Director: Jeremiah Kipp
Stars: August Maturo, Mike Manning, Libe Barer
Reviewed by Brian M. Sammons

Once more RLJE Films and horror streaming site, Shudder, have teamed up to bring a Shudder exclusive out on physical media, and I could not be happier. True, it was only release on DVD, but since many streaming movies never get a physical release (I am looking at the vast majority of movies on Netflix), I’ll take what I can get. So, let’s jump into this little film with the weird name and see what it’s about.

Here a young boy named Lucas is picked on and bullied by pretty much everyone, including the one person he calls friend and the only family he has left, his older brother, Tom. In fact, the kid lives with the adult-aged brother as both of their parents are dead. But hey, at least they’ve got family traditions to enjoy, like the titular game the two bros love to play where they take turns slapping each other’s face. Really, really hard. Fun. So into this confusing world of loneliness and violence that the boy lives in comes an abandoned building in the woods, and the monster that lives there. This monster takes the form of a stereotypical witch, but she doesn’t want to eat our young protagonist. No, she “loves” him and wants to take care of him, even going so far as to crawl into the bathtub with him. Ewww. In all ways she becomes the mother that the boy is longing for, except for the occasional bout of black magic and murder. But is the wicked witch even real?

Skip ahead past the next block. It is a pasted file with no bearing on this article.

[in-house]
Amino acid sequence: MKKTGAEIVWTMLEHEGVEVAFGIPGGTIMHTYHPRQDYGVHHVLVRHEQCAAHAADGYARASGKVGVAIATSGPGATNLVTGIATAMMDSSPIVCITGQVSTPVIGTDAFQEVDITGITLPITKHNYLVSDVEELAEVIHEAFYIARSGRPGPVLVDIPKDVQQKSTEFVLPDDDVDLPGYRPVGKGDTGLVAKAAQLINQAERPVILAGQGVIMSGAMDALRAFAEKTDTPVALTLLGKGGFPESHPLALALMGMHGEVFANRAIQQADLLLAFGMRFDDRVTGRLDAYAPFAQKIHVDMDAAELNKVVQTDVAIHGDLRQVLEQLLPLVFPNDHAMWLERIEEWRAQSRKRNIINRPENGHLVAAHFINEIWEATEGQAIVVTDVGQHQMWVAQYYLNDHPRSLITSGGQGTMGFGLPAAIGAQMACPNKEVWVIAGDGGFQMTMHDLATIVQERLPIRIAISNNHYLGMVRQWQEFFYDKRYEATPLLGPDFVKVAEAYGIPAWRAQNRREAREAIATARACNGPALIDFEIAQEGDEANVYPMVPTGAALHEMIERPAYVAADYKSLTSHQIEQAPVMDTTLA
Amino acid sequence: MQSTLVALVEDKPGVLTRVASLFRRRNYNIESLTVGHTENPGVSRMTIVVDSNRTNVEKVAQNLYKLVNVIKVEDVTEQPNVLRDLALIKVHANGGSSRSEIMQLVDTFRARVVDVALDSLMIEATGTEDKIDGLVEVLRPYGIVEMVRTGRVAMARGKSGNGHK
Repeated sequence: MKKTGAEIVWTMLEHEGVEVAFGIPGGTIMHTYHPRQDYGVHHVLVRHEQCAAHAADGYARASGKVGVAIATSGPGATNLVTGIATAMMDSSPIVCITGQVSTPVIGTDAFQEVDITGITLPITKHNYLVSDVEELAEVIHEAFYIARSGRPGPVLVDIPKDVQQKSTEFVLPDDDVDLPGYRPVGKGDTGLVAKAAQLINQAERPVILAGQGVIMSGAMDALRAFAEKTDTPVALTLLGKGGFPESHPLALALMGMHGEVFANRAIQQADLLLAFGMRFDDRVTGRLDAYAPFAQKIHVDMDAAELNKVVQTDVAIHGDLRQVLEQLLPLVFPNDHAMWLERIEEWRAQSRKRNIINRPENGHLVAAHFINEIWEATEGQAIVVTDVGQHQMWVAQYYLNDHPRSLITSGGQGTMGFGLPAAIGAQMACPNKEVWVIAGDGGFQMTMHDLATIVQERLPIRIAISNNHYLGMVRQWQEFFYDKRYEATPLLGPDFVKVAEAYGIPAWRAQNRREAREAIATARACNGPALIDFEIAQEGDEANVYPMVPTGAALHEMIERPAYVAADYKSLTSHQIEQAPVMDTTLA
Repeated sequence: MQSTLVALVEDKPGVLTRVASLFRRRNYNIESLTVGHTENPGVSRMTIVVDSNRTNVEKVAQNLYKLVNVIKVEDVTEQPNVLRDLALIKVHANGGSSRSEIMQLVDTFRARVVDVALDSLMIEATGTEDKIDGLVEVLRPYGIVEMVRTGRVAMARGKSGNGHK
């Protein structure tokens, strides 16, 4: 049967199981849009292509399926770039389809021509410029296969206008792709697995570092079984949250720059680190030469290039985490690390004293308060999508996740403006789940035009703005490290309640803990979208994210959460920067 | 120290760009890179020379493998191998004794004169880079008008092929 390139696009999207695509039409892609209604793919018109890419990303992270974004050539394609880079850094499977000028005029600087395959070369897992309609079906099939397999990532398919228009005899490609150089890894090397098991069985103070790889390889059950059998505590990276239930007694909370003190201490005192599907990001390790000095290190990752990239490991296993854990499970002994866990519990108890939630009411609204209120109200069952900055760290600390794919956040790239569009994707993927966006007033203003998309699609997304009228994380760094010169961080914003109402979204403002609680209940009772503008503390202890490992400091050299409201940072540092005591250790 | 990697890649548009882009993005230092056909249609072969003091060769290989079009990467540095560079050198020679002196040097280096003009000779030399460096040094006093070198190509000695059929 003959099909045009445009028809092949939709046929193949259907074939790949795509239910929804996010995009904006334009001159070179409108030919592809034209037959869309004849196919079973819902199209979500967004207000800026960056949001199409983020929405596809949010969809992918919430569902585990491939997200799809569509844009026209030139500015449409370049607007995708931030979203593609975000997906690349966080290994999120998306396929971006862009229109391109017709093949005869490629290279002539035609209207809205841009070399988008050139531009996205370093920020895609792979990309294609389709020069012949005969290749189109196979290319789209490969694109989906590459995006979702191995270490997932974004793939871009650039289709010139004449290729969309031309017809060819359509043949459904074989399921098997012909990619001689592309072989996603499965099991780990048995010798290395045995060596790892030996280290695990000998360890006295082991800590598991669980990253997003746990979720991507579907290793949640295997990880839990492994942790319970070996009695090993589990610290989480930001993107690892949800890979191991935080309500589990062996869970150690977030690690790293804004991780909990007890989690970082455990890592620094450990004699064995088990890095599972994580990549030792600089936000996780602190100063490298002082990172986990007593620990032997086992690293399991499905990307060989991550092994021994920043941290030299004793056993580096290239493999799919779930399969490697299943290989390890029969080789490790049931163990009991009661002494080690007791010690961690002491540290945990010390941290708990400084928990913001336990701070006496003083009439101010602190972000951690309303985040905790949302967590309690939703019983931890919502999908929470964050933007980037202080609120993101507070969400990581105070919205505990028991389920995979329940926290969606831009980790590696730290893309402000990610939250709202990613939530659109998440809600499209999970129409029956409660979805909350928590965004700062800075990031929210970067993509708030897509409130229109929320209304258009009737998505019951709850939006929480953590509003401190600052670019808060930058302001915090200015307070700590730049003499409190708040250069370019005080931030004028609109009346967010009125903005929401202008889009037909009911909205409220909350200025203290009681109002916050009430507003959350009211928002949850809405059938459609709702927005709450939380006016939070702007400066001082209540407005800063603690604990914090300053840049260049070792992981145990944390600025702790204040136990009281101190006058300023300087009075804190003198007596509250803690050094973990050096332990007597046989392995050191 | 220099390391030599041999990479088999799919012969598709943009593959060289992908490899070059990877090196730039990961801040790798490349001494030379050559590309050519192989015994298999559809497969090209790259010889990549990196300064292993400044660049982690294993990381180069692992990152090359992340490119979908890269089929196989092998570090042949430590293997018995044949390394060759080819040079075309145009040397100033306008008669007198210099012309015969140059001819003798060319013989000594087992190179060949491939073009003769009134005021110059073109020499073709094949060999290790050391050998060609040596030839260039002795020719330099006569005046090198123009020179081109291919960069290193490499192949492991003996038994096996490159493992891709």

Slapface is creepy and atmospheric, it is both sad and funny at times. It is a small story, but really focused, that leaves enough up to interpretation to be interesting while not overplaying things and going into WTF territory, and I appreciate that restraint. The acting is all good, even by the child actors, and that’s no mean feat. The direction is good and I love the look of the storybook witch and how she is used. She’s more than an evil witch and with all the recent witchcraft movies we’ve been getting, I really liked that.

On to the extras that RLJE Films put out on this new DVD of Slapface. As this movie is only available on DVD, it’s not exactly overflowing with goodies, but neither is it bare bones. There is a behind-the-scenes featurette, a collection of behind-the-scenes photos, and a Q&A video with the cast and director. Now as someone that loves director’s commentary, I wish this one had that as an option, but sadly it doesn’t. But I’ve seen much bigger films and much more expensive Blu-rays that didn’t have as much extras as this disc does, so that’s something.

Slapface feels like a bit of folk horror set in the modern day mixed with a metaphor on how and why kids become serial killers, and I like that mix very much. The look of the supernatural elements is great and the acting is more than solid, especially with the friend/not friend and how easy it is for her to turn on a dime, reminding us that no matter how horrible witches can be, kids are often worse. I enjoyed this story that was well told and made, and I can easily recommend it to horror fans.

About Brian M. Sammons

Brian M. Sammons has penned stories that have appeared in the anthologies: Arkham Tales, Horrors Beyond, Monstrous, Dead but Dreaming 2, Horror for the Holidays, Deepest, Darkest Eden and others. He has edited the books; Cthulhu Unbound 3, Undead & Unbound, Eldritch Chrome, Edge of Sundown, Steampunk Cthulhu, Dark Rites of Cthulhu, Atomic Age Cthulhu, World War Cthulhu and Flesh Like Smoke. He is also the managing editor of Dark Regions Press’ Weird Fiction line. For more about this guy that neighbors describe as “such a nice, quiet man” you can check out his infrequently updated webpage here: and follow him on Twitter @BrianMSammons.

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